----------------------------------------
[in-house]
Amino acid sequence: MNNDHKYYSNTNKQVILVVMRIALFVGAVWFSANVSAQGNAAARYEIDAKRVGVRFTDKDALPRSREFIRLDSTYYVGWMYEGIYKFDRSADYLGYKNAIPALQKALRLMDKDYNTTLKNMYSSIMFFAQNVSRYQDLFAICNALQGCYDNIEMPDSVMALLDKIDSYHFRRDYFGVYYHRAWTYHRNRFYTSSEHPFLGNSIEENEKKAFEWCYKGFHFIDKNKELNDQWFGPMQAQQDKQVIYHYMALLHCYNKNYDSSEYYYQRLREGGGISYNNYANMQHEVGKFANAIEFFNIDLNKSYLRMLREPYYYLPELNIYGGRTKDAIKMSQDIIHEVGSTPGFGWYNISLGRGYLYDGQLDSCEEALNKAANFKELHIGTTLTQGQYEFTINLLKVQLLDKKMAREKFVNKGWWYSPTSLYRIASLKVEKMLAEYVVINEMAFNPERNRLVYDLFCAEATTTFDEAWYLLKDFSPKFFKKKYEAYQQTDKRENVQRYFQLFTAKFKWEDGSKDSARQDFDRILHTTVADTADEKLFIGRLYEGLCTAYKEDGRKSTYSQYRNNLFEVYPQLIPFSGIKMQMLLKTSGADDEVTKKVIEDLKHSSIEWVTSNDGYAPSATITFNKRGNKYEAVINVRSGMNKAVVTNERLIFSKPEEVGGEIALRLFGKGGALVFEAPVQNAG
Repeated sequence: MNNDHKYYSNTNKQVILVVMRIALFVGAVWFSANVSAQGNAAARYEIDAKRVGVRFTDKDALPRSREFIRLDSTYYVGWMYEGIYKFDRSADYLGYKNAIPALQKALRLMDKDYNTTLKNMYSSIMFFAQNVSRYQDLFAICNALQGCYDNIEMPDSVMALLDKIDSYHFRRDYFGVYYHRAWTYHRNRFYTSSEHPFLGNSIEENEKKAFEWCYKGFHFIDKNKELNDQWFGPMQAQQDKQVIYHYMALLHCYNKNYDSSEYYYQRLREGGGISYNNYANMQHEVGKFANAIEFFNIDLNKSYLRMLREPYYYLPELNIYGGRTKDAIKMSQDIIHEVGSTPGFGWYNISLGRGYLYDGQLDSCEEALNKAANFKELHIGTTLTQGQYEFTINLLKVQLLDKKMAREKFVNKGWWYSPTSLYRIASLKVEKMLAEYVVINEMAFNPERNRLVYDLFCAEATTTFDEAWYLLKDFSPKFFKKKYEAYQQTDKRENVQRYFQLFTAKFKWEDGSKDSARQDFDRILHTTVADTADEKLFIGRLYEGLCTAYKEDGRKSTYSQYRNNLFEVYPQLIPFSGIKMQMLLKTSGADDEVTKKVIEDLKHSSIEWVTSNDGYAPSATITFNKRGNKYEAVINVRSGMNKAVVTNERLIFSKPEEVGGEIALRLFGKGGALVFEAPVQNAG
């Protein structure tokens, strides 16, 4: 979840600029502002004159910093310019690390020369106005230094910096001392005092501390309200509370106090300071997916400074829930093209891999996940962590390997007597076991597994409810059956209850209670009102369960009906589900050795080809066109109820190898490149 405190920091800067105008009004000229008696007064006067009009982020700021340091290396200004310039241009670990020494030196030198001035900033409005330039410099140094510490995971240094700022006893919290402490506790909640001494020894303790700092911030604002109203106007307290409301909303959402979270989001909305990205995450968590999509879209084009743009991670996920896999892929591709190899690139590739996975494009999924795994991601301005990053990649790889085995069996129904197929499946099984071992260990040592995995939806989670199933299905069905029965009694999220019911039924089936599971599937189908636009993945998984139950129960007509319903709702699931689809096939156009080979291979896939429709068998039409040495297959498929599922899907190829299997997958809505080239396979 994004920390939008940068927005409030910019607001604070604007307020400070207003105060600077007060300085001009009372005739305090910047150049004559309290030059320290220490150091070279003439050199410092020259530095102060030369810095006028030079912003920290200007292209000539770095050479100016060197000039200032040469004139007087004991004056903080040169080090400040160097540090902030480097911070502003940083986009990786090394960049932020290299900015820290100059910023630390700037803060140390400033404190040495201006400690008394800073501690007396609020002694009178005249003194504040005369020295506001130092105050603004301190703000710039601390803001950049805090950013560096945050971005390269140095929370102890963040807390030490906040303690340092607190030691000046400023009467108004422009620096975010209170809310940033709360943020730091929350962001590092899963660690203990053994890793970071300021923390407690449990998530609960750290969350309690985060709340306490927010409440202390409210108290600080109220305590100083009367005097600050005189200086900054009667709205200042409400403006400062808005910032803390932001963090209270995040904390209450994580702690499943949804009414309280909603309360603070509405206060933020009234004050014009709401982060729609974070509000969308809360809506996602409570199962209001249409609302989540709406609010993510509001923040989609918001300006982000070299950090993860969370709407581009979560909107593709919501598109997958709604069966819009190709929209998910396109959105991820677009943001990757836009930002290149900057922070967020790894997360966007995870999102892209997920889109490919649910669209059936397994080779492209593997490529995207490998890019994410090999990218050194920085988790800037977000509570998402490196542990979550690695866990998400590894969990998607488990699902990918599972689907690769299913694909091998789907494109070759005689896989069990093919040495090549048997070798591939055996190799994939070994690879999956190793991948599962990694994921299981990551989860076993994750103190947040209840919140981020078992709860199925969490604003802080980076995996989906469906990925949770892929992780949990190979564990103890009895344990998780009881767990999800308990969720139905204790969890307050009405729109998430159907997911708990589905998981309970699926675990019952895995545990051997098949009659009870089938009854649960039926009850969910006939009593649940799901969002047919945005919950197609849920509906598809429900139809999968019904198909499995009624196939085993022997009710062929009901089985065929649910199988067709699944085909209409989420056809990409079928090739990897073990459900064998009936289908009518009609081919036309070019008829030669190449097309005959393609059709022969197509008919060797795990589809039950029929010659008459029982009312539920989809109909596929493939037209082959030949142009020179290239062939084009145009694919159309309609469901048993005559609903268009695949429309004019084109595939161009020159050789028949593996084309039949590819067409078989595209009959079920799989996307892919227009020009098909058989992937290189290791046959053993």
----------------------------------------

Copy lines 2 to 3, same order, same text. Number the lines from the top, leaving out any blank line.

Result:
Amino acid sequence: MNNDHKYYSNTNKQVILVVMRIALFVGAVWFSANVSAQGNAAARYEIDAKRVGVRFTDKDALPRSREFIRLDSTYYVGWMYEGIYKFDRSADYLGYKNAIPALQKALRLMDKDYNTTLKNMYSSIMFFAQNVSRYQDLFAICNALQGCYDNIEMPDSVMALLDKIDSYHFRRDYFGVYYHRAWTYHRNRFYTSSEHPFLGNSIEENEKKAFEWCYKGFHFIDKNKELNDQWFGPMQAQQDKQVIYHYMALLHCYNKNYDSSEYYYQRLREGGGISYNNYANMQHEVGKFANAIEFFNIDLNKSYLRMLREPYYYLPELNIYGGRTKDAIKMSQDIIHEVGSTPGFGWYNISLGRGYLYDGQLDSCEEALNKAANFKELHIGTTLTQGQYEFTINLLKVQLLDKKMAREKFVNKGWWYSPTSLYRIASLKVEKMLAEYVVINEMAFNPERNRLVYDLFCAEATTTFDEAWYLLKDFSPKFFKKKYEAYQQTDKRENVQRYFQLFTAKFKWEDGSKDSARQDFDRILHTTVADTADEKLFIGRLYEGLCTAYKEDGRKSTYSQYRNNLFEVYPQLIPFSGIKMQMLLKTSGADDEVTKKVIEDLKHSSIEWVTSNDGYAPSATITFNKRGNKYEAVINVRSGMNKAVVTNERLIFSKPEEVGGEIALRLFGKGGALVFEAPVQNAG
Repeated sequence: MNNDHKYYSNTNKQVILVVMRIALFVGAVWFSANVSAQGNAAARYEIDAKRVGVRFTDKDALPRSREFIRLDSTYYVGWMYEGIYKFDRSADYLGYKNAIPALQKALRLMDKDYNTTLKNMYSSIMFFAQNVSRYQDLFAICNALQGCYDNIEMPDSVMALLDKIDSYHFRRDYFGVYYHRAWTYHRNRFYTSSEHPFLGNSIEENEKKAFEWCYKGFHFIDKNKELNDQWFGPMQAQQDKQVIYHYMALLHCYNKNYDSSEYYYQRLREGGGISYNNYANMQHEVGKFANAIEFFNIDLNKSYLRMLREPYYYLPELNIYGGRTKDAIKMSQDIIHEVGSTPGFGWYNISLGRGYLYDGQLDSCEEALNKAANFKELHIGTTLTQGQYEFTINLLKVQLLDKKMAREKFVNKGWWYSPTSLYRIASLKVEKMLAEYVVINEMAFNPERNRLVYDLFCAEATTTFDEAWYLLKDFSPKFFKKKYEAYQQTDKRENVQRYFQLFTAKFKWEDGSKDSARQDFDRILHTTVADTADEKLFIGRLYEGLCTAYKEDGRKSTYSQYRNNLFEVYPQLIPFSGIKMQMLLKTSGADDEVTKKVIEDLKHSSIEWVTSNDGYAPSATITFNKRGNKYEAVINVRSGMNKAVVTNERLIFSKPEEVGGEIALRLFGKGGALVFEAPVQNAG